• Ross D. E. MacPhee
  6. School of Biological, Earth and Environmental Sciences, University of New South Wales, Sydney, New South Wales 2052, Australia

    • Robin M. D. Beck
  7. Jodrell Laboratory, Royal Botanic Gardens, Kew, Richmond, Surrey TW9 3AB, UK

    • Richard Grenyer
  8. National Evolutionary Synthesis Center (NESCent), Durham, North Carolina 27705, USA

    • Samantha A. Price
  9. Department of Zoology, University of British Columbia, Vancouver, British Columbia V6T 1Z4, Canada

    • Rutger A. Vos
  10. Institute of Ecology, University of Georgia, Athens, Georgia 30602, USA

    • John L. Gittleman

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Competing interests

Reprints and permissions information is available at www.nature.com/reprints. The authors declare no competing financial interests.

Corresponding author

Correspondence to Olaf R. P. Bininda-Emonds.

Supplementary information

PDF files

  1. 1.

    Supplementary Information

    This file contains Supplementary Methods describing the procedures used in the paper in greater detail, Supplementary Figures 2–4 with Legends, Supplementary Tables 1, 3, and 4, Supplementary Results and additional references.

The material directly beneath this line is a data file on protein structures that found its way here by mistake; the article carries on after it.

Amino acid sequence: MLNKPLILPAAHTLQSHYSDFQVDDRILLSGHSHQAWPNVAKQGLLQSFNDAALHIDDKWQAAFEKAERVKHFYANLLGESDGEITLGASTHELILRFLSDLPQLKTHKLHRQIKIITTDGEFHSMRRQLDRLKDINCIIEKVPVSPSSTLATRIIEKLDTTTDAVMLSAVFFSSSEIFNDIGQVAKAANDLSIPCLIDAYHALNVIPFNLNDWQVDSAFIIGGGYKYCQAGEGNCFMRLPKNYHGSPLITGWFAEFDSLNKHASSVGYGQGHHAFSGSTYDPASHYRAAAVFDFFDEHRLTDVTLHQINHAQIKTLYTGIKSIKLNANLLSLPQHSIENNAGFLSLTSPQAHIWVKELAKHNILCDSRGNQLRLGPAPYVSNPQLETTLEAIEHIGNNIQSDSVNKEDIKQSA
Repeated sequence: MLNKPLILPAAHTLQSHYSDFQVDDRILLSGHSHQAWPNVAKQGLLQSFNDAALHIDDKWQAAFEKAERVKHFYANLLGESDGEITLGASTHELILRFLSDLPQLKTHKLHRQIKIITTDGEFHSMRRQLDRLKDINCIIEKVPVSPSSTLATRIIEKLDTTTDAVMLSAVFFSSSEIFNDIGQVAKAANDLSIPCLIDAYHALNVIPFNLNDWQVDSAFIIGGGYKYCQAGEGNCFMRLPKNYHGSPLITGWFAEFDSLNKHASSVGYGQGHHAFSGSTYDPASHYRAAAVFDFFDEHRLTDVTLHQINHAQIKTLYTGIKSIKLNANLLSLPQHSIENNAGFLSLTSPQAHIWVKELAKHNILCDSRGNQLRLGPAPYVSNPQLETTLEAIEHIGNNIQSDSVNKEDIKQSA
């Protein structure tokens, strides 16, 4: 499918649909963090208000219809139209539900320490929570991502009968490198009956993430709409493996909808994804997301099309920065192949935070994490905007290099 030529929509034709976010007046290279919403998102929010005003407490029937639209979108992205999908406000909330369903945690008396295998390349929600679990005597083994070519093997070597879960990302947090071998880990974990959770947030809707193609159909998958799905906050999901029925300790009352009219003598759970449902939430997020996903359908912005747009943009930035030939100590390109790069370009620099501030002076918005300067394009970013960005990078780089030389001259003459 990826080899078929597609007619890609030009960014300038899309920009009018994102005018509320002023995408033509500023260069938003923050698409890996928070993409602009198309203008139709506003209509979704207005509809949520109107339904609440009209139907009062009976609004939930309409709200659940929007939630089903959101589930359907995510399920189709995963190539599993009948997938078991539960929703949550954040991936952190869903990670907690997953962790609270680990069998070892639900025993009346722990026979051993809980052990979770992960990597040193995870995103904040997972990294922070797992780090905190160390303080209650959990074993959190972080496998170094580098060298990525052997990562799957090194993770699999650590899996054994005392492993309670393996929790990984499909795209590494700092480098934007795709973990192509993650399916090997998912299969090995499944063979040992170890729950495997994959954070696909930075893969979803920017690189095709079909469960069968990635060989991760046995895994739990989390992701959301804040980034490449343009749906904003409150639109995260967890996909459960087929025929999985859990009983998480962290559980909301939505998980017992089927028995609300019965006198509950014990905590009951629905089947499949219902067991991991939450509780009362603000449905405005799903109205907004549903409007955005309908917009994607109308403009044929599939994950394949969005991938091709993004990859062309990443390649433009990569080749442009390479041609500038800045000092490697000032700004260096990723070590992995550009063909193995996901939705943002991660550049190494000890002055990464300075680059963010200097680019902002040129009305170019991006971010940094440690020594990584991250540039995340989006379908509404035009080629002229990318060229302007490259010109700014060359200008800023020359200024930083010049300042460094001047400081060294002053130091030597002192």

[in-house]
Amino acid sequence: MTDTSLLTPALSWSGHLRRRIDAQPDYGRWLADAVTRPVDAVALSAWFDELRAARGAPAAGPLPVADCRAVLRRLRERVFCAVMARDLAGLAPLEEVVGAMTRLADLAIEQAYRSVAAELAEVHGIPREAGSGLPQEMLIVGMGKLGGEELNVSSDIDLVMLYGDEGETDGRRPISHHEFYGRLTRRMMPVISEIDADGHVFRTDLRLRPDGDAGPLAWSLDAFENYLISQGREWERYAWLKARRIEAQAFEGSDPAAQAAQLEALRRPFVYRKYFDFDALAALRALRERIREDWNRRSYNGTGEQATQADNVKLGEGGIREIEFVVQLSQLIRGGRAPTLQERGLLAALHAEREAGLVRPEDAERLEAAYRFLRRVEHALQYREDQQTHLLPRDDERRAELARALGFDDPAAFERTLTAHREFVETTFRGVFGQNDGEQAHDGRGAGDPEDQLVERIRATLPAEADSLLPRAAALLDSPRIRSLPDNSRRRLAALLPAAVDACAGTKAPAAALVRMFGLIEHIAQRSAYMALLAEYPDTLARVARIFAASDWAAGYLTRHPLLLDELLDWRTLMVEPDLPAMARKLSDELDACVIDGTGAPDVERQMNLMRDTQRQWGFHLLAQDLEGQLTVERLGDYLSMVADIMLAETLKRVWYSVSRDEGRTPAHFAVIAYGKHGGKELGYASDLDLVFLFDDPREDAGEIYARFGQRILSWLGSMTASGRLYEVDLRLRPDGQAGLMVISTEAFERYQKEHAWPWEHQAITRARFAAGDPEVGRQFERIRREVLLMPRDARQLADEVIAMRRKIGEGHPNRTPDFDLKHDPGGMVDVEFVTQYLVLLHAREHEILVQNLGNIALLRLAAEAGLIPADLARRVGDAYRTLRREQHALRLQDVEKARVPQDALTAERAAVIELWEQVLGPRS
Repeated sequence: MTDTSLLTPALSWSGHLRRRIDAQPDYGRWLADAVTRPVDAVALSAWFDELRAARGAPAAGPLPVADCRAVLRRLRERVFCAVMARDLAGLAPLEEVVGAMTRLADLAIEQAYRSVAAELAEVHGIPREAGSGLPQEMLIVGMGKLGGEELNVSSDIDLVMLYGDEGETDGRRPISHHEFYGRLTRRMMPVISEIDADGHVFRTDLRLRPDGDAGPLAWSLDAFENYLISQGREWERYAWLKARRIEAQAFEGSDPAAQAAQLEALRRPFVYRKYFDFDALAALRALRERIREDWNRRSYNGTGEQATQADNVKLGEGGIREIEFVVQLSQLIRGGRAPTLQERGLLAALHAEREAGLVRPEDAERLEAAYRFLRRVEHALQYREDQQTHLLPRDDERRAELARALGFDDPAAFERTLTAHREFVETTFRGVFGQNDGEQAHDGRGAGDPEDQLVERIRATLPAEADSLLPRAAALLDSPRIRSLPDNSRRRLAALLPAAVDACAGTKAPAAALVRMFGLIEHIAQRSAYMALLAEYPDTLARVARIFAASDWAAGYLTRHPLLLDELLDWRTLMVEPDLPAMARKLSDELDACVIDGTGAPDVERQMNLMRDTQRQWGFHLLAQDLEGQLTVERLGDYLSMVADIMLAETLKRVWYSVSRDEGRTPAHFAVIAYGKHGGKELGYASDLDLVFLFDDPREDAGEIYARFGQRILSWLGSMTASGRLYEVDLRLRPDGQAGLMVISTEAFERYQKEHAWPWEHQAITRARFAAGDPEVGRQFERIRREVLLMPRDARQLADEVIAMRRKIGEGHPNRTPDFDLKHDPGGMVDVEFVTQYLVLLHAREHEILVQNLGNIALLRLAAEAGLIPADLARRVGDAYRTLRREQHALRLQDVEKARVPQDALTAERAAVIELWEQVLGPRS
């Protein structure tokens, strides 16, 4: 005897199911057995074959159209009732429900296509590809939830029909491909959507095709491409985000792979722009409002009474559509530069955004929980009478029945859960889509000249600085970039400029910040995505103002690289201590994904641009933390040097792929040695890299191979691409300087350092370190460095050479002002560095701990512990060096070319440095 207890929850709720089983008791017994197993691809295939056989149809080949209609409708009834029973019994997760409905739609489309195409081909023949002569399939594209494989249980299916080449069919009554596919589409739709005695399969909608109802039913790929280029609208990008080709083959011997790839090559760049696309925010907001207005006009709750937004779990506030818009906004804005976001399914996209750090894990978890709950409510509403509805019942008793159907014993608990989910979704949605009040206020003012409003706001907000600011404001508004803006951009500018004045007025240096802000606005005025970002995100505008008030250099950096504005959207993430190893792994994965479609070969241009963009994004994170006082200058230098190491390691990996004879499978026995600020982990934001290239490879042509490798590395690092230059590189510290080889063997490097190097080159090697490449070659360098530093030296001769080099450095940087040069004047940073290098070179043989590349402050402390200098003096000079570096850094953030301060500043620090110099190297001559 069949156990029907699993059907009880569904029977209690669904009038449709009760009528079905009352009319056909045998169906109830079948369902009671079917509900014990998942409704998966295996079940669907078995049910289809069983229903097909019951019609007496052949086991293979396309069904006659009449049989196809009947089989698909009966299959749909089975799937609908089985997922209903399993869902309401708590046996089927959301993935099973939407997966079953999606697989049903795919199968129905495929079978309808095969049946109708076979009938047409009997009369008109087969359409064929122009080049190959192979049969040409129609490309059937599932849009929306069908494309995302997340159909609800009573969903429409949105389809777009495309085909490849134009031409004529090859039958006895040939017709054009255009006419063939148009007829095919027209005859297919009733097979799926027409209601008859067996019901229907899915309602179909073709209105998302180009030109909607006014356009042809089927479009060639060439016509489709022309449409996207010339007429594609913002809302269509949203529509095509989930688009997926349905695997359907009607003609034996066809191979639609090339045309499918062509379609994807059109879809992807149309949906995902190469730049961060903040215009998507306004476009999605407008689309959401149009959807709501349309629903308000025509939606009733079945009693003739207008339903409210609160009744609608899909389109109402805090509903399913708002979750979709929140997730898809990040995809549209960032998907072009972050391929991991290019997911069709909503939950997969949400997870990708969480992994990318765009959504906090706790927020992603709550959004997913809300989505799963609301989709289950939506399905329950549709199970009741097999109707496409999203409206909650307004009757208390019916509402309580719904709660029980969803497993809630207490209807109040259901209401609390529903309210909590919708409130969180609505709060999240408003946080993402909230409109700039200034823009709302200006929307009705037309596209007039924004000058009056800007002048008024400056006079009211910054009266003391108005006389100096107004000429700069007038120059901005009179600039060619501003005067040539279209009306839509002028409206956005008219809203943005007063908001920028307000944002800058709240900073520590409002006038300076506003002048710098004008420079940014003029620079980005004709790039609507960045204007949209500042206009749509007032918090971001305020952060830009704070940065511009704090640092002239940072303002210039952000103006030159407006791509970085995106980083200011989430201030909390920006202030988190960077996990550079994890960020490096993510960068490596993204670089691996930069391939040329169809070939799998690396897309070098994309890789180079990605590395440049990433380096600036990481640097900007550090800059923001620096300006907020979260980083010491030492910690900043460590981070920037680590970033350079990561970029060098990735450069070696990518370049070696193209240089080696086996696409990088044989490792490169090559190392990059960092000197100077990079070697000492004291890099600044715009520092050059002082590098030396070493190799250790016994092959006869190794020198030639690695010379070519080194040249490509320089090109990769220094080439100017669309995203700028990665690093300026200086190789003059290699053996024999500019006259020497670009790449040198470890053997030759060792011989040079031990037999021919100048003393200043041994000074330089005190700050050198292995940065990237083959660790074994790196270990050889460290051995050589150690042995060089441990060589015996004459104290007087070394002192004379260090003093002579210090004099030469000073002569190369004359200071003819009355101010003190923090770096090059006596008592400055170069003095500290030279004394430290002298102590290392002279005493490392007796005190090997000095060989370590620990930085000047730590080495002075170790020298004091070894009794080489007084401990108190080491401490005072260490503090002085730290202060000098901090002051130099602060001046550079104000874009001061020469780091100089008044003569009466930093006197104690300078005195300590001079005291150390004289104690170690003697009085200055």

2. 2.

    Supplementary Information

    This file was amended on 13 November 2008 because the authors discovered a bug in the Perl script relDate v.2.2 that was used in part to date the nodes in the species-level mammalian supertree presented and analysed in their Article and original Supplementary Information; see the related Corrigendum (nature07347).

Text files

  1. 1.

    Supplementary Figure 1

    This file represents Supplementary Figure 1 and contains three alternatively dated versions of the mammalian supertree (all in nexus format), providing the best estimates of the divergence times and the upper and lower confidence intervals on these dates.

  2. 2.

    Supplementary Figure 1

    This file was amended on 13 November 2008 because the authors discovered a bug in the Perl script relDate v.2.2 that was used in part to date the nodes in the species-level mammalian supertree presented and analysed in their Article and original Supplementary Information; see the related Corrigendum (nature07347).

Excel files

  1. 1.

    Supplementary Table 2

    This file represents Supplementary Table 2 and presents a summary of the taxonomic identity and divergence time estimates for each node on the supertree.

  2. 2.

    Supplementary Table 2

    This file was amended on 13 November 2008 because the authors discovered a bug in the Perl script relDate v.2.2 that was used in part to date the nodes in the species-level mammalian supertree presented and analysed in their Article and original Supplementary Information; see the related Corrigendum (nature07347).

  3. 3.

    Supplementary Table 5

    This file represents Supplementary Table 5 and summarizes the occurrence of mammalian genera in 11subepochs from the Late Triassic until Late Eocene using data from the Unitaxon database.